Dr. Julie Reynolds, research fellow in residence in the Health Policy Research Program and assistant professor in the Department of Preventive and Community Dentistry, was awarded a $99,000 grant from the Department of Health and Human Services for a Maternal and Child Health Field-Initiated Research Program. She will be studying access to Medicaid dental care among pregnant women and young children. The abstract for the project is below.
Children enrolled in Medicaid experience widespread disparities in access to care compared to children from higher income families, leading to increased dental treatment needs and poorer oral health. Despite recommendations to see a dentist by age 1, a low proportion of very young children actually receive dental care, particularly among those enrolled in Medicaid. This pattern is also seen among pregnant women; despite recommendations to seek regular dental care during pregnancy, dental care use among pregnant women is low, especially among those who are Medicaid-enrolled.
While states are mandated to provide comprehensive dental coverage for children in Medicaid, dental coverage for pregnant women and parents are optional, resulting in substantial state-level variation in the extent of dental coverage available to these populations. No studies have examined the impact of this state variation on dental utilization among pregnant women, young children, and adolescents. There is a need to study the degree to which modifiable policy-related factors could increase the use of dental care for pregnant women and children enrolled in Medicaid in order to improve access to dental care and reduce disparities.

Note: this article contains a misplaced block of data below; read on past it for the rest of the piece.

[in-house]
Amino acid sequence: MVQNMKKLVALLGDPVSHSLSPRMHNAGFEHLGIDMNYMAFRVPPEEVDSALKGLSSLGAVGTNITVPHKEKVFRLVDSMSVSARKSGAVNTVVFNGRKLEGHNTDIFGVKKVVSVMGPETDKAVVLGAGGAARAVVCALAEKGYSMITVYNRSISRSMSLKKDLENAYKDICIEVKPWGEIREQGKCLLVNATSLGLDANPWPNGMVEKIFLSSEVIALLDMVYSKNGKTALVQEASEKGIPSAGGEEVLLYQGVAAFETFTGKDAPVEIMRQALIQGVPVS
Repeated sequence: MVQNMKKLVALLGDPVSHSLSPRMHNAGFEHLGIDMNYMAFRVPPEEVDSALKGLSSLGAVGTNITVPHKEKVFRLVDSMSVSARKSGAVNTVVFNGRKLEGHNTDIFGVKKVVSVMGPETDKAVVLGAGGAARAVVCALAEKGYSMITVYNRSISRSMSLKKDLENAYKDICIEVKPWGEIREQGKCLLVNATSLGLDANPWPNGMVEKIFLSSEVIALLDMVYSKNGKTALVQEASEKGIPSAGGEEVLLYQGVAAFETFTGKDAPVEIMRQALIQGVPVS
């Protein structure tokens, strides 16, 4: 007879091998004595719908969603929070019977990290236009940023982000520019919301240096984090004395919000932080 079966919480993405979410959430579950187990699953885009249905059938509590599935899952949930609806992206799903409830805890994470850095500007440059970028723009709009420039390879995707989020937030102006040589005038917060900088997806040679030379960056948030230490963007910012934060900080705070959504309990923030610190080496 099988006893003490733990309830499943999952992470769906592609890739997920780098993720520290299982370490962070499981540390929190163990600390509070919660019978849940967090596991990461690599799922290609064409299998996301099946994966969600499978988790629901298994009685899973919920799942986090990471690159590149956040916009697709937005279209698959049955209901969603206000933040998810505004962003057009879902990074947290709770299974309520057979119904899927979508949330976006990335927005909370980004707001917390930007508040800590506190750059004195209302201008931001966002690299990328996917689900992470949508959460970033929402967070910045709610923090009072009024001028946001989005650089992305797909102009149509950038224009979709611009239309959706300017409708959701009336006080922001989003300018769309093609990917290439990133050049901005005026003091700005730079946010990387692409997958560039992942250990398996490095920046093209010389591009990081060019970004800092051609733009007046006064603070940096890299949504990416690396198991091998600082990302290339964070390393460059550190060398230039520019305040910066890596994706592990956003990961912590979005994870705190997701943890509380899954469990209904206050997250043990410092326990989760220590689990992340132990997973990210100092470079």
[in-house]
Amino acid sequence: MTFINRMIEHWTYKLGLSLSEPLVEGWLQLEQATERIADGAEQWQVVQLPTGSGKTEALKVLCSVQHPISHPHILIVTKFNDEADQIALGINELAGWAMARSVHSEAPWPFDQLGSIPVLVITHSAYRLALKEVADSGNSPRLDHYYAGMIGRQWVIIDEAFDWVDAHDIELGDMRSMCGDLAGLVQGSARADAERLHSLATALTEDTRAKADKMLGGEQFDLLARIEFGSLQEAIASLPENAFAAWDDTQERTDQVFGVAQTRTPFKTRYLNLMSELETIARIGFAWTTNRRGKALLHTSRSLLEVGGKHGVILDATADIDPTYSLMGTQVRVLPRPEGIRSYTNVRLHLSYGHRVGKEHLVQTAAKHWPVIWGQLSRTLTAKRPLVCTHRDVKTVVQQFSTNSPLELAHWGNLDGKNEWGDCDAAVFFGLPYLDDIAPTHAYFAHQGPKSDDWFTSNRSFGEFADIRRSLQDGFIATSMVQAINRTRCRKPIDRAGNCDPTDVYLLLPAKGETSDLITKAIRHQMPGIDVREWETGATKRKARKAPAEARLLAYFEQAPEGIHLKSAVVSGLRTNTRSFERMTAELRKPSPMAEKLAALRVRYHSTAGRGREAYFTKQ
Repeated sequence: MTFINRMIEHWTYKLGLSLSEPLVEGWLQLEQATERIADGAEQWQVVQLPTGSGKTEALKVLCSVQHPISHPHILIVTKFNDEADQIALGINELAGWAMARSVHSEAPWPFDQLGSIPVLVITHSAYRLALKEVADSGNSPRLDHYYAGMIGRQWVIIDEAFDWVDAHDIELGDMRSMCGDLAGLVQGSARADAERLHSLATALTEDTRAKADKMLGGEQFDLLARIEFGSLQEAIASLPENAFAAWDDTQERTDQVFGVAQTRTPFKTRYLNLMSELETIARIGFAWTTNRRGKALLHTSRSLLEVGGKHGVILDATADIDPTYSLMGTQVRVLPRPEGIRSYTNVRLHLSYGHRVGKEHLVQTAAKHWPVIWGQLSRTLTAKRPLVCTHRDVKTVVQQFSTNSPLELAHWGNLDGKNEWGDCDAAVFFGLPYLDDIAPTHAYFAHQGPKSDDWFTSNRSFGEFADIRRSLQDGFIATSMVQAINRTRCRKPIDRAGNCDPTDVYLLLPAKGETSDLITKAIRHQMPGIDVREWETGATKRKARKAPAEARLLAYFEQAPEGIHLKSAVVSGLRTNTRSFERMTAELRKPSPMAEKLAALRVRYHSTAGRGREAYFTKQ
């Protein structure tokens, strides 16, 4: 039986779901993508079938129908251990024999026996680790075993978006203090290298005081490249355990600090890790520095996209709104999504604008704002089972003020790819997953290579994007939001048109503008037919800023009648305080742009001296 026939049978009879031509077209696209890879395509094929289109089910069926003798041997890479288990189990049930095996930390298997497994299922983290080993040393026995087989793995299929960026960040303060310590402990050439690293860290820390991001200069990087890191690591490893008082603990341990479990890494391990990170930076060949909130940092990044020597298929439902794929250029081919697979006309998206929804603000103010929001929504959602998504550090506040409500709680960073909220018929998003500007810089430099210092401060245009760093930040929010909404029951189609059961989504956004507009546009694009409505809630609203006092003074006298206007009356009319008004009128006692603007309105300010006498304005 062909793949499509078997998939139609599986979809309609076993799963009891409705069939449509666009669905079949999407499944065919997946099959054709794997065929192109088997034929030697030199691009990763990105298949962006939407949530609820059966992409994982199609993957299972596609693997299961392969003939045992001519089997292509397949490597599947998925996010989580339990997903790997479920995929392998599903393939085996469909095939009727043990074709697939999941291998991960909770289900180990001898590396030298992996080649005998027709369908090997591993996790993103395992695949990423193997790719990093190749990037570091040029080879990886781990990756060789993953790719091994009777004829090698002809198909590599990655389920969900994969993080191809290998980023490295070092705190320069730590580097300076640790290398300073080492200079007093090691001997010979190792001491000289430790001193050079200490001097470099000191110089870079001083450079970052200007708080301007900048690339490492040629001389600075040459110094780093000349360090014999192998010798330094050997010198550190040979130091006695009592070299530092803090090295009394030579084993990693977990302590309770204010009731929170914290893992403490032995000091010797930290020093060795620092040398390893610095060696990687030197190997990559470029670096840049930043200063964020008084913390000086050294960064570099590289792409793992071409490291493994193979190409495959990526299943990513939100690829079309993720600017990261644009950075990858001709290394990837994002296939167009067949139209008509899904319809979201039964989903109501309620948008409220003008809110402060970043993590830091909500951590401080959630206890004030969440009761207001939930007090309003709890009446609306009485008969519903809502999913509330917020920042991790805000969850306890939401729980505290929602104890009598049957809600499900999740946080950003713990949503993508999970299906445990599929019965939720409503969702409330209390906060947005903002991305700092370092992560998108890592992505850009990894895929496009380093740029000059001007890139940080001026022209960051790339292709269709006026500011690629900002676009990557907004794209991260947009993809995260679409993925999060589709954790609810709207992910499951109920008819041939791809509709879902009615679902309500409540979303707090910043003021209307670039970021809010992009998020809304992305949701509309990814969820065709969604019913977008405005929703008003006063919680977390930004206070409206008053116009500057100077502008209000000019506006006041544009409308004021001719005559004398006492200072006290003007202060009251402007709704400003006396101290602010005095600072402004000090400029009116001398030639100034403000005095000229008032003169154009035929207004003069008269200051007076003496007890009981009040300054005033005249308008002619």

The proposed project is a national cross-sectional study examining the impact of state-level dental Medicaid coverage for pregnant women and parents on individual-level access to dental care among pregnant women and children. We will use data from the National Survey of Children’s Health (NSCH) and the Pregnancy Risk Assessment Monitoring System (PRAMS) to measure dental utilization among children and pregnant women, respectively, as well as publicly available information about state Medicaid dental coverage. Using a multilevel modeling approach, we will study the impact of state-level Medicaid dental coverage for pregnant women on individual-level dental utilization among pregnant women and young children age 1-3. Additionally, we will study the impact of state-level Medicaid dental coverage for parents on individual-level dental utilization among older children age 4-11 and adolescents age 12-17.